Que Bella! Reviving a Savinelli Punto Oro Mister G 920KS

The Savinelli company has been famous for its quality pipes almost since its inception in 1876. Indeed, the Punto Oro series of classically shaped pipes were designed to compete head-on with those of English rival Alfred Dunhill, and carry a brass pin or “golden dot” on the stem in the same place as Dunhill’s famous White Spot.

The Mister G line of pipes is a sub-set of the larger Punto Oro series and is recognizable by its brass pin, dark sandblast finish, smooth red rim and brass-and-briar band. Judging by the Savinelli website, the line has been discontinued, although new Mister G pipes are still available at retailers.

The pipe on my worktable here is a 920KS shape, which in layman’s terms translates to a Bent Dublin with a King Size bowl. It arrived in decent estate condition, with a dirty, worn finish, dents to the outer rim, knife gouges to the inner rim and a layer of tarry lava covering the entire rim surface. The chamber had a fair layer of cake built up. The stem seemed to be in better shape, with only a bit of calcium/salt buildup at the bit end and a bit of chatter.

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The flat bottom surface of the pipe is stamped “Savinelli” over “Punto Oro” over “- Mister G” followed by the Savinelli shield logo and “920 KS” over “Italy”. The stamps are a little off-centre to their designated patch of briar, but all are crisp and easily readable.

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When I twisted out the stem, I found a 6mm filter adapter in place in the tenon. This short length of plastic (delrin?) tube takes the place of the Savinelli triangular balsa filter for those who prefer an unfiltered pipe. I’m not sure if the adapter is original; it may be a DIY solution. In either case, it fit well, but was covered in tars and debris.

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I dropped the gunky filter adapter into an alcohol bath to dissolve the crud stuck to it, and used more alcohol, pipe cleaners and cotton swabs to clear out the stem. The airway was quite dirty, and there was a lot of sticky tar inside the tenon/filter holder. It took quite a while to get the stem clean.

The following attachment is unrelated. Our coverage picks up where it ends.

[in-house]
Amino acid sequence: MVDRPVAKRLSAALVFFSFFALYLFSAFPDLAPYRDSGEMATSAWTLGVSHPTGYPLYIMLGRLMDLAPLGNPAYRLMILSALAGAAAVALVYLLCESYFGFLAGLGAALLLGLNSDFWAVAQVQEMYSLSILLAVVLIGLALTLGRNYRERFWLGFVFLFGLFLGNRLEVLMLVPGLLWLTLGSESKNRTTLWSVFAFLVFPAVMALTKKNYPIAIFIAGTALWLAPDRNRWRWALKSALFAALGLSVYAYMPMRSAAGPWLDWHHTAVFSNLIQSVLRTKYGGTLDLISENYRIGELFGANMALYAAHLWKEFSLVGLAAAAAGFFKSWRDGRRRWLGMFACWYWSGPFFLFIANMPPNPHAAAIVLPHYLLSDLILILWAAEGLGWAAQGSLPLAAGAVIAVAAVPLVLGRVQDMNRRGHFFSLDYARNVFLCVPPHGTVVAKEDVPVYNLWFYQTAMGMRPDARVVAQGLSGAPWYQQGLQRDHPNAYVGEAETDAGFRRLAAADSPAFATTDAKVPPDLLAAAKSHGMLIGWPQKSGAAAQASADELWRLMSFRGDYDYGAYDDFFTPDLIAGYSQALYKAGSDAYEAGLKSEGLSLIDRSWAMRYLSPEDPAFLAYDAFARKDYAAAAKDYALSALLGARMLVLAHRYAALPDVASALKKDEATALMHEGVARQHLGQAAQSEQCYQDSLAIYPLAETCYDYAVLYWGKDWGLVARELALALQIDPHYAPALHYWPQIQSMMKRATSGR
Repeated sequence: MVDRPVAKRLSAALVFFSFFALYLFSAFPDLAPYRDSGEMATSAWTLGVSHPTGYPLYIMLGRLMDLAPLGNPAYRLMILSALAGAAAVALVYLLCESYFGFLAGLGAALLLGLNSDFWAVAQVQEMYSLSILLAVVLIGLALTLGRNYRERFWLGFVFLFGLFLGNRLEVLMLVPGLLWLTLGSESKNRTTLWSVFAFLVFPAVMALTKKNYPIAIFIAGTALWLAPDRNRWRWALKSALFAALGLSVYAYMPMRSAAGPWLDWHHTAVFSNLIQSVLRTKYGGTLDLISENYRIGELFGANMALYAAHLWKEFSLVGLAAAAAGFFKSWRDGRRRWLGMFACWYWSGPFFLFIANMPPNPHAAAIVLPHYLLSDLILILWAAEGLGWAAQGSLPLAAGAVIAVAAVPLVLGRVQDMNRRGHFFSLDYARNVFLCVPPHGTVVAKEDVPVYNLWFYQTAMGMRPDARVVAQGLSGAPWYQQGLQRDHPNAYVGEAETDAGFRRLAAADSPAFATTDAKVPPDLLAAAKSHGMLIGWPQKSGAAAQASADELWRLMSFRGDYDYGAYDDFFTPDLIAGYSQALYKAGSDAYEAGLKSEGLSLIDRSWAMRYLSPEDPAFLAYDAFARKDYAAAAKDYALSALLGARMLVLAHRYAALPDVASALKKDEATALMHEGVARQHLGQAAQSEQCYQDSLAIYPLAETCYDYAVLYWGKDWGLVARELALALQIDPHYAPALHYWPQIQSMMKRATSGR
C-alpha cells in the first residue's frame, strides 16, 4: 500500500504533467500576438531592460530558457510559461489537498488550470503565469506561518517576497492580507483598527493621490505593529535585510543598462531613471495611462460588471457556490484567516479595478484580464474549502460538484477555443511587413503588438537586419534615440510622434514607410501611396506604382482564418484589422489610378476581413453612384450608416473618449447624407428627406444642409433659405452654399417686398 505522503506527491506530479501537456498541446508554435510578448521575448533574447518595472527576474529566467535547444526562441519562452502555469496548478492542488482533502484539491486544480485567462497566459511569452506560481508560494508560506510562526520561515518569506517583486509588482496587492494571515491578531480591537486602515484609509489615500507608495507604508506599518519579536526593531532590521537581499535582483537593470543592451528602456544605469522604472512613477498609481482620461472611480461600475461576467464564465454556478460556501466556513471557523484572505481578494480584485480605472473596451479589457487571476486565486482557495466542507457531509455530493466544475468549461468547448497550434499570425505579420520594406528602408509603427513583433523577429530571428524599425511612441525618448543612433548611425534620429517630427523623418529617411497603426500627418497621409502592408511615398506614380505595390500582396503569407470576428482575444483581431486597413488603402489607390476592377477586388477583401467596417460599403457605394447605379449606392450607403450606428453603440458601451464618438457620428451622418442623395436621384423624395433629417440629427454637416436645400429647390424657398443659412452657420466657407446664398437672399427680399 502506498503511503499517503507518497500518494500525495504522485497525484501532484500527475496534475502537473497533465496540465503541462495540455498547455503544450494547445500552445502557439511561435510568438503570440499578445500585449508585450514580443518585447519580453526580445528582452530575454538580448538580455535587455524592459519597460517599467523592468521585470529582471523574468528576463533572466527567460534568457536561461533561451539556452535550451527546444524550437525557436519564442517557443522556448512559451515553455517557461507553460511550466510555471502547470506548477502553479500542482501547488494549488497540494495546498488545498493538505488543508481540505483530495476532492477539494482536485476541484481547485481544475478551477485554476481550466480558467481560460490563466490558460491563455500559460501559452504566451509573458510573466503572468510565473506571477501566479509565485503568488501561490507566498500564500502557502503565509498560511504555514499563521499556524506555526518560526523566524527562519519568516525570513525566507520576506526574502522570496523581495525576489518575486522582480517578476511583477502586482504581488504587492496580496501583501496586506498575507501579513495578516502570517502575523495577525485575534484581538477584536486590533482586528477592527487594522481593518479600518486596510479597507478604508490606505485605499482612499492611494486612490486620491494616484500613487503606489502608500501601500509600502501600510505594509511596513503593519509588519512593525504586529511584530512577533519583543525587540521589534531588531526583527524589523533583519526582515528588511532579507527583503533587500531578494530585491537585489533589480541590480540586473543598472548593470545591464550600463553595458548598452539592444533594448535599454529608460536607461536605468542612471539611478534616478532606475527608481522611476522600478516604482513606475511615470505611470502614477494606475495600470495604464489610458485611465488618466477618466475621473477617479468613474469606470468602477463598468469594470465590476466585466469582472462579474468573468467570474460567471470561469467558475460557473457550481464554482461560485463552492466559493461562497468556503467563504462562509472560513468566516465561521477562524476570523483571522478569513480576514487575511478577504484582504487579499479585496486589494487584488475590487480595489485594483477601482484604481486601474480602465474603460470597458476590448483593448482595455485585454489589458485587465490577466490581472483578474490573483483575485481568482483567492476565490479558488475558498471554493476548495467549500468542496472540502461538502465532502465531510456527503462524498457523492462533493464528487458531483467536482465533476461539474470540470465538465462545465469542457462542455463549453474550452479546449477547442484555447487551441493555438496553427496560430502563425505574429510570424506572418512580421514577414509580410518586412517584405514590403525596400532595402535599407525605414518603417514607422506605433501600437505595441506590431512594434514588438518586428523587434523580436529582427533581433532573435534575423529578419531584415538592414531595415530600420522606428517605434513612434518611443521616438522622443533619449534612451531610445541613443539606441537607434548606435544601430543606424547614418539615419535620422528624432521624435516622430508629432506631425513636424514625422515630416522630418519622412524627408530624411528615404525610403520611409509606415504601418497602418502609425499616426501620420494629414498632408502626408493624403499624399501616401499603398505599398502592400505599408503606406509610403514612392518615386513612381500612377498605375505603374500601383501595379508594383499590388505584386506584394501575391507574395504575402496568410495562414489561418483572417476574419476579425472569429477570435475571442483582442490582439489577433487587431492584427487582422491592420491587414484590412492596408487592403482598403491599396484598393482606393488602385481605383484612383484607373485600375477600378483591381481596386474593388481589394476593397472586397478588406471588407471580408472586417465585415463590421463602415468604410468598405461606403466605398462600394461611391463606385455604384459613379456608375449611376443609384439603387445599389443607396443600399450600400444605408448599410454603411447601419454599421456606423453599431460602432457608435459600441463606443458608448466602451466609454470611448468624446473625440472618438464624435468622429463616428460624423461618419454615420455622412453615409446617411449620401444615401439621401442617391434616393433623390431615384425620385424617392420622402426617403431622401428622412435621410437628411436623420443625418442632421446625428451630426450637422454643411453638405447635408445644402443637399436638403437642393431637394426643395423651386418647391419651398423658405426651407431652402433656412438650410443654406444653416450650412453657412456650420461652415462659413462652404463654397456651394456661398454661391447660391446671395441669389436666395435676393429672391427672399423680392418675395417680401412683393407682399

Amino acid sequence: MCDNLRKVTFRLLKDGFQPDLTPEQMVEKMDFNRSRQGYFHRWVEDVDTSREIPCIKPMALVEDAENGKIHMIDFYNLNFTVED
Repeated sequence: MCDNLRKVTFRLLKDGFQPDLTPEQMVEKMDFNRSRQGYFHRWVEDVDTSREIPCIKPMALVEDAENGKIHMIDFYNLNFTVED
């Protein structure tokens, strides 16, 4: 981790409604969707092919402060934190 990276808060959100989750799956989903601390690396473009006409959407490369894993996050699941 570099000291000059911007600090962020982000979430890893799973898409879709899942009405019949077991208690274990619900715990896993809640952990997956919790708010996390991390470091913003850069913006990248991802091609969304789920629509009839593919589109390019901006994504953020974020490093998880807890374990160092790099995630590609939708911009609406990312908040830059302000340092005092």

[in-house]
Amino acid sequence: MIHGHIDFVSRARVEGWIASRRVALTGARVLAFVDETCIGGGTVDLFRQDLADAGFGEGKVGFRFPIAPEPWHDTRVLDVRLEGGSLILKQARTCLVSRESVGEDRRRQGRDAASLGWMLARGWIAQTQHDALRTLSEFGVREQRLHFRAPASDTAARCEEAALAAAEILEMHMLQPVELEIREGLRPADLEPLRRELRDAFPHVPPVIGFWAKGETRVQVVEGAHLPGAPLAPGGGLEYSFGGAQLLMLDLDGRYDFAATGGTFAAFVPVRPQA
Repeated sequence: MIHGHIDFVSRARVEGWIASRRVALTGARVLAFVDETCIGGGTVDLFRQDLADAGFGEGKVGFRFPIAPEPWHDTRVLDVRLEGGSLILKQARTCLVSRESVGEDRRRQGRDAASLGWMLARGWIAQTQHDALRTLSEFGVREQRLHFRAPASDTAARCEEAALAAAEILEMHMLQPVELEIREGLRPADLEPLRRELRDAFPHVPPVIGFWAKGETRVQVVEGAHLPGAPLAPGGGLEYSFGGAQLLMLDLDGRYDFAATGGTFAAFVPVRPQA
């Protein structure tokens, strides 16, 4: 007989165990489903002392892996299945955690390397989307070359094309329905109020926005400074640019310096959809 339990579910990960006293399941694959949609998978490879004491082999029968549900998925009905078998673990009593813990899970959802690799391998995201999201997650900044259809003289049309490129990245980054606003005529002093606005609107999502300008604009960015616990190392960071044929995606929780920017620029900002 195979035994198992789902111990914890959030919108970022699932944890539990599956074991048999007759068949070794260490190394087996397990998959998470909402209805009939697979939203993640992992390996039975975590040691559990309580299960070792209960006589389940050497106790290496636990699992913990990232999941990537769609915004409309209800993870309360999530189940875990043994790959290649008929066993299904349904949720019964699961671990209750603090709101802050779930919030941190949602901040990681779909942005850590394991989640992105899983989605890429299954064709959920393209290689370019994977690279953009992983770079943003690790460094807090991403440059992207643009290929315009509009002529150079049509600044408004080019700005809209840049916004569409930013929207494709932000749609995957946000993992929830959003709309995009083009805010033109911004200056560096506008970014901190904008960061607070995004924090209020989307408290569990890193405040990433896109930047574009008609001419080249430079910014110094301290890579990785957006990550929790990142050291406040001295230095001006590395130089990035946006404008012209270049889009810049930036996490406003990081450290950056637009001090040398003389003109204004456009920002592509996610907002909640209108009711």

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The stem went into an Oxyclean bath while I worked on the stummel. I reamed the bowl back to briar and then scrubbed the dirt out of the rustication with Murphy’s Oil Soap and an old toothbrush. The scrubbing also removed quite a lot of the lava from the rim, enough to show numerous dents and chips in the outer rim edge.

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I topped the bowl with some 220-grit sandpaper. This stripped away the last of the lava and dressed off most of the rim surface, erasing a lot of scratches and dents. I used a scrap of 220-grit sandpaper to bevel the inner rim to remove the knife gouges, and I very gently sanded the outer rim to deal with the dents and dings there. Much improved!

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When the stem came out of the Oxyclean soak, I scrubbed away the light oxidation with Magic Eraser before sanding out the tooth chatter with 220-grit sandpaper. One deeper tooth dent in the lower bit was drop-filled with clear CA glue. You’ll notice in the first pic below that the Oxy soak bleached the red colour from the briar band. When the glue had cured, I sanded it flush and then polished the stem with a full course of micromesh pads to remove the sanding scratches and bring out a rich shine.

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Stain pens are a great addition to anyone’s restoration tool box. Usually sold in sets of three, I used the medium stain pen in my set to re-stain the rim and the briar stem insert.

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I refreshed the finish on the sandblasted bowl and shank with a coat of Fiebing’s Black leather dye which I “painted” onto the briar with a cotton swab, which allowed me to avoid getting black dye on the smooth portions of the stummel. I let it dry, then buffed away the excess with an old towel. A coat of mineral oil over the entire stummel refreshed the briar and deepened the new finish.

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Then it was time to take the pipe to the buffer for a run of White Diamond and several coats of Carnauba wax. The sandblast on this pipe is light enough that I didn’t need to worry about getting wax caught in the nooks and crannies. This Savinelli Punto Oro Mister G is looking sharp in its refreshed red and black suit and is ready to take its place in a new piper’s rack and rotation.

I don’t think anyone could go wrong with this pipe. It’s a classic shape produced by one of the oldest and largest pipe factories in Europe, it’s good looking by anyone’s standard, and it weighs in at a mere 29 grams! Clenching this one is almost like clenching air.

You can find this Mister G 920 KS in the DadsPipes Store now.

Here’s the finished pipe. Thanks for looking, and until next time, Happy Piping!

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8 comments

    • Thanks. This pipe was in pretty good shape under all the dirt and lava, which was a nice change. I’m very tempted to load up a bowl, but I’ll wait and see if anyone else is interested first. 😀

      Like

  1. Great work, especially on sanding the outer edge. It really is a classic and well executed design.

    Of anyone wants to post this to me as a birth, gift, don’t be shy;)

    Liked by 1 person

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